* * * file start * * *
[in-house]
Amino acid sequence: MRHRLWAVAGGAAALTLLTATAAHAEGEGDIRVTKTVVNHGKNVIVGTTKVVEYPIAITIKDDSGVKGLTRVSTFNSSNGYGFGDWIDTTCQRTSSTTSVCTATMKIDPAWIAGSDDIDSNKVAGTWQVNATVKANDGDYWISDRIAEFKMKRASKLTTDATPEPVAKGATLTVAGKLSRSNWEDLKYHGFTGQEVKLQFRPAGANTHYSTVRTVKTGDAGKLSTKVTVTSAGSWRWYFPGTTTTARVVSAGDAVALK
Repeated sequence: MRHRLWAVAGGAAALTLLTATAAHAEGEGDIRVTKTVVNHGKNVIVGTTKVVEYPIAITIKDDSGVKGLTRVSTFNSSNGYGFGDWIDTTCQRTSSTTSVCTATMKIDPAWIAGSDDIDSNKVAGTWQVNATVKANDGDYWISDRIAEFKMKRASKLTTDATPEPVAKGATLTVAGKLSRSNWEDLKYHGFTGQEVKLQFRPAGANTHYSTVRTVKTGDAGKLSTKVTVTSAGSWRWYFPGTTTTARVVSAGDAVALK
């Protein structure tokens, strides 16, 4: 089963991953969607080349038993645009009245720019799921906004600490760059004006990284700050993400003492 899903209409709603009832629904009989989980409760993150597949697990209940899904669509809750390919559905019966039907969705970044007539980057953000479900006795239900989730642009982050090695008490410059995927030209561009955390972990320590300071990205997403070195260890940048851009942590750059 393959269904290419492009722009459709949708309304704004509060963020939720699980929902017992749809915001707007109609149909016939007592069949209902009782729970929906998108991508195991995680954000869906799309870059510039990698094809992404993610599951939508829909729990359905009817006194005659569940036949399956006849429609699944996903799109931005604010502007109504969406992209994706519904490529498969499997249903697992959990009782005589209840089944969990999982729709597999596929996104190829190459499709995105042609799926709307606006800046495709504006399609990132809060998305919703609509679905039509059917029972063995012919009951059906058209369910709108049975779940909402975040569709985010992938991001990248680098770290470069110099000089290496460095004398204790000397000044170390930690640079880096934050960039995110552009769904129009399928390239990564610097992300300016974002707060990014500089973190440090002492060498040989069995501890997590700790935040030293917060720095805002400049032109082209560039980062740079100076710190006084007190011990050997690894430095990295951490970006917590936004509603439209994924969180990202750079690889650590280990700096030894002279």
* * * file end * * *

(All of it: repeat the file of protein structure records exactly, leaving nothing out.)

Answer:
[in-house]
Amino acid sequence: MRHRLWAVAGGAAALTLLTATAAHAEGEGDIRVTKTVVNHGKNVIVGTTKVVEYPIAITIKDDSGVKGLTRVSTFNSSNGYGFGDWIDTTCQRTSSTTSVCTATMKIDPAWIAGSDDIDSNKVAGTWQVNATVKANDGDYWISDRIAEFKMKRASKLTTDATPEPVAKGATLTVAGKLSRSNWEDLKYHGFTGQEVKLQFRPAGANTHYSTVRTVKTGDAGKLSTKVTVTSAGSWRWYFPGTTTTARVVSAGDAVALK
Repeated sequence: MRHRLWAVAGGAAALTLLTATAAHAEGEGDIRVTKTVVNHGKNVIVGTTKVVEYPIAITIKDDSGVKGLTRVSTFNSSNGYGFGDWIDTTCQRTSSTTSVCTATMKIDPAWIAGSDDIDSNKVAGTWQVNATVKANDGDYWISDRIAEFKMKRASKLTTDATPEPVAKGATLTVAGKLSRSNWEDLKYHGFTGQEVKLQFRPAGANTHYSTVRTVKTGDAGKLSTKVTVTSAGSWRWYFPGTTTTARVVSAGDAVALK
């Protein structure tokens, strides 16, 4: 089963991953969607080349038993645009009245720019799921906004600490760059004006990284700050993400003492 899903209409709603009832629904009989989980409760993150597949697990209940899904669509809750390919559905019966039907969705970044007539980057953000479900006795239900989730642009982050090695008490410059995927030209561009955390972990320590300071990205997403070195260890940048851009942590750059 393959269904290419492009722009459709949708309304704004509060963020939720699980929902017992749809915001707007109609149909016939007592069949209902009782729970929906998108991508195991995680954000869906799309870059510039990698094809992404993610599951939508829909729990359905009817006194005659569940036949399956006849429609699944996903799109931005604010502007109504969406992209994706519904490529498969499997249903697992959990009782005589209840089944969990999982729709597999596929996104190829190459499709995105042609799926709307606006800046495709504006399609990132809060998305919703609509679905039509059917029972063995012919009951059906058209369910709108049975779940909402975040569709985010992938991001990248680098770290470069110099000089290496460095004398204790000397000044170390930690640079880096934050960039995110552009769904129009399928390239990564610097992300300016974002707060990014500089973190440090002492060498040989069995501890997590700790935040030293917060720095805002400049032109082209560039980062740079100076710190006084007190011990050997690894430095990295951490970006917590936004509603439209994924969180990202750079690889650590280990700096030894002279």